Record numbers of debtors are contacting Citizens' Advice Bureaux throughout the country, with a quarter of households reporting they have been in financial difficulties in the last 12 months, according to the Department of Trade and Industry.
The figures highlighting the growth in debt problems coincide with the forthcoming publication of the Child Poverty Action Group's Debt Advice Handbook.
Consumer debt problems handled by Citizens Advice Bureaux have increased by 46% over the last five years and CAB advisers have taken on more than a million new debt cases. Indications are that the number seeking debt advice is still rising.
But research suggests that many people only seek help with debt as a last resort, often when they are already deep in crisis. In a survey of over 900 CAB debt clients more than half were using credit or taking on further borrowing to cope with their debt problem. A quarter were receiving treatment for stress, anxiety and depression.
CPAG director Martin Barnes says: “Today's credit can all too easily become tomorrow's debt. It is right to be cautious and concerned about the seemingly unstoppable rise in borrowing and credit fuelled spending. Many families are only a couple of pay packets away from being unable to meet repayments on credit cards, loans or mortgages. Poverty can cause debt, but the burden of debt can drive people into poverty.”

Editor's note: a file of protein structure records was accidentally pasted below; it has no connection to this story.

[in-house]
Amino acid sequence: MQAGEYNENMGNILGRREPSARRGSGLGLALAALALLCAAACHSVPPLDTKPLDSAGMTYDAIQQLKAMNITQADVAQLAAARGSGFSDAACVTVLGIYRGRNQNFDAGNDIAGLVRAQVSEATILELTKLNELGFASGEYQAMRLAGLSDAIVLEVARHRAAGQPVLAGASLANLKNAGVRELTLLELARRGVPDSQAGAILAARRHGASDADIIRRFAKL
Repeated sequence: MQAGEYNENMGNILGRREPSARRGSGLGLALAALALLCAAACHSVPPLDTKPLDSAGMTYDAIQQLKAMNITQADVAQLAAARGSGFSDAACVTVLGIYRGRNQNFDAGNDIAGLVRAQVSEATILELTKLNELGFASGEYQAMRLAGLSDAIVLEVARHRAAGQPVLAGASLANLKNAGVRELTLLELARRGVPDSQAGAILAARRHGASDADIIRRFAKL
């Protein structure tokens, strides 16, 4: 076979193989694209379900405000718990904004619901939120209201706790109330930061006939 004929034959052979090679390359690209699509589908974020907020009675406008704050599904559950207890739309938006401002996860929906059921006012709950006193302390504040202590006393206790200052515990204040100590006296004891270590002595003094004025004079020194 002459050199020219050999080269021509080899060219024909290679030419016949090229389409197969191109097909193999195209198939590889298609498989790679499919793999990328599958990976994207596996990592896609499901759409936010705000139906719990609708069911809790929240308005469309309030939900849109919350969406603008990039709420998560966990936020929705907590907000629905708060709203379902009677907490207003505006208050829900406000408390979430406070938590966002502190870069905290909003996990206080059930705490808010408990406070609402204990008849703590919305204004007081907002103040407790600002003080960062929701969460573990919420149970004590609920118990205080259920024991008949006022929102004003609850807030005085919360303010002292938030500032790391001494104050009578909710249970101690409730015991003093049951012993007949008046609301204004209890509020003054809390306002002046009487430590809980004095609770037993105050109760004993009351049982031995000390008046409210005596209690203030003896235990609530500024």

David Harker, chief executive of the National Association of Citizens Advice Bureaux, says: “The worrying findings of the DTI research and our own debt enquiry figures confirm the pressing need for continued monitoring and for access to free, independent debt advice.
“We make no apology for drawing attention to the downside of the apparently inexorable growth in the market for credit, because Citizens Advice Bureaux see the distress that debt problems bring: the sleepless nights, the bailiffs at the door, the pressure on family relationships.”